In a guest blog reflecting on the wider Qa Research theme of preventative programmes for health and wellbeing, Dr Robin Durie reveals how his team at Exeter University designed a new initiative that revitalised a struggling community
In 2003/4, members of the Health Complexity Group based at the University of Exeter began designing a learning programme that would become Connecting Communities [C2].
The principles informing the design of the programme drew from primary empirical research on transformative processes of change that took place in a number of communities in the South-West of England.
They were informed by an understanding of the underlying dynamics of change processes derived from complexity theory.
Two key challenges
There were two key challenges that we faced in thinking about the design of C2:
1. Standard interventions didn’t work
Our research showed that standard interventions in our most economically disadvantaged communities made little or no difference to the lived reality of residents – and frequently made things worse.
Our intuition was that many of these interventions were designed by “experts” with little or no informed knowledge of the local communities for which they were designed.
Often the aim of the interventions would be to carry on doing what was already being done – but to do it “better”, that is more efficiently, or at greater scale. We wanted to design a programme that worked to create conditions locally that enabled residents, but in particular, service providers, to “do things differently”.
2. Can a local initiative work elsewhere?
We had seen how dramatic processes of change could occur in communities. The next step was to find out whether there were principles of working that allowed these processes to be translated to other communities.
Local conditions are never replicated from neighbourhood to neighbourhood – so does this mean that what works in one community cannot be translated to another?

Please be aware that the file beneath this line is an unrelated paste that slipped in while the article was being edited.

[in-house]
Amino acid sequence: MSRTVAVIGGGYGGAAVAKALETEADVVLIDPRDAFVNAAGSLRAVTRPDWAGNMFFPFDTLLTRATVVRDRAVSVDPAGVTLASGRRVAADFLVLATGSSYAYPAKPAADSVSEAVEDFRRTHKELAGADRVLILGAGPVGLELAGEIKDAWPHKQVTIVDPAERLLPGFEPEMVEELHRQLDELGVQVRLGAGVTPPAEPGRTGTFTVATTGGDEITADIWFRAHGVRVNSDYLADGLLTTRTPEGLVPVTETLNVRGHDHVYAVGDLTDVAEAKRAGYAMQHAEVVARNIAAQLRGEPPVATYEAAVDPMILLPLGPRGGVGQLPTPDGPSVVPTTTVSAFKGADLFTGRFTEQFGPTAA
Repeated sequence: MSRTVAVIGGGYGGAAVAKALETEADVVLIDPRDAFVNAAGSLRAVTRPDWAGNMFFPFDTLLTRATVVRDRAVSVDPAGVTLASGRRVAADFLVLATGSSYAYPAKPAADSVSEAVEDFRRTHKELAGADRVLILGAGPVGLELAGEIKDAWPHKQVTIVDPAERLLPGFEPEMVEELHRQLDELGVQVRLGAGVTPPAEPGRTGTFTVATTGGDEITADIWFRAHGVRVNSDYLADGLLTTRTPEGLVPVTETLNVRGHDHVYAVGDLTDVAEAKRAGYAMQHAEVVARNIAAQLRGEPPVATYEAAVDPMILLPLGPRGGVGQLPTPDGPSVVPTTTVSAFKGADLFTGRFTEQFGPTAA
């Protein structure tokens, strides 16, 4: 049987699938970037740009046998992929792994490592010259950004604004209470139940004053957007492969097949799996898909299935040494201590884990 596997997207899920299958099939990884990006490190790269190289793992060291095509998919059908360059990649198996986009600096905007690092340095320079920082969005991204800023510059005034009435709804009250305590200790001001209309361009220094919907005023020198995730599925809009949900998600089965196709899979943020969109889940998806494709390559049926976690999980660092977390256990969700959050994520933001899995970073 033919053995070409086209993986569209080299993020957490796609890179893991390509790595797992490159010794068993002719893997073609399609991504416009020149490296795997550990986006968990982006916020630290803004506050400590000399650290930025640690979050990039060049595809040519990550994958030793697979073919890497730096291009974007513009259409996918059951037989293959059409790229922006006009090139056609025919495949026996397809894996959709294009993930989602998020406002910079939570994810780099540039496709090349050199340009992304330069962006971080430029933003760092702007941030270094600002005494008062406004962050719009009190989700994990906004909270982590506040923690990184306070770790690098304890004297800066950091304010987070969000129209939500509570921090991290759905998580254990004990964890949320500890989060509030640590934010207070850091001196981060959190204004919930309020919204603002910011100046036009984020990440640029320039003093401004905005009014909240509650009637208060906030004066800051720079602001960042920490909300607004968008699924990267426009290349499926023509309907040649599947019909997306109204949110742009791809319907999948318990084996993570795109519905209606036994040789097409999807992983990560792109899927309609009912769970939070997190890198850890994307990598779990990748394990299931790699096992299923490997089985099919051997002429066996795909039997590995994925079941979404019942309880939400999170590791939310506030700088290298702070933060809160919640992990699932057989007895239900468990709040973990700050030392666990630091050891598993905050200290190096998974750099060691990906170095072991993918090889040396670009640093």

Exploring new possibilities
We drew a fundamental insight from complexity theory. When communities are understood as complex “systems”, it is the relations between the members of the system that are decisive in determining its behaviours.
So our aim with C2 was to bring participants in the programme to a point where they would be able to explore new relationships, or change the nature of existing ones.
The first group to undertake C2 were a Neighbourhood Police Team, led by Sgt David Aynsley, based in Camborne, in West Cornwall.
At that time, youth anti-social behaviour, often fuelled by drug- and alcohol-dependence, had become a chronic problem in the town.
David’s story is below.
‘There were tears of joy everywhere’
It all started in 2003. No matter how effective the Camborne Police Neighbourhood Team were, the young people continued to misbehave and the police continued to punish them. The consensus was to arrest more children.
That was the lightbulb moment when I realised that we had to change our approach and do things differently.
Through working with Health Complexity Group C2 programme, and the local Health Promotion Service, things began to change.
Young people and police officers came together, establishing dialogue through sport and education. This approach provided the building blocks for positive relationships and values, improving our collective confidence in being together.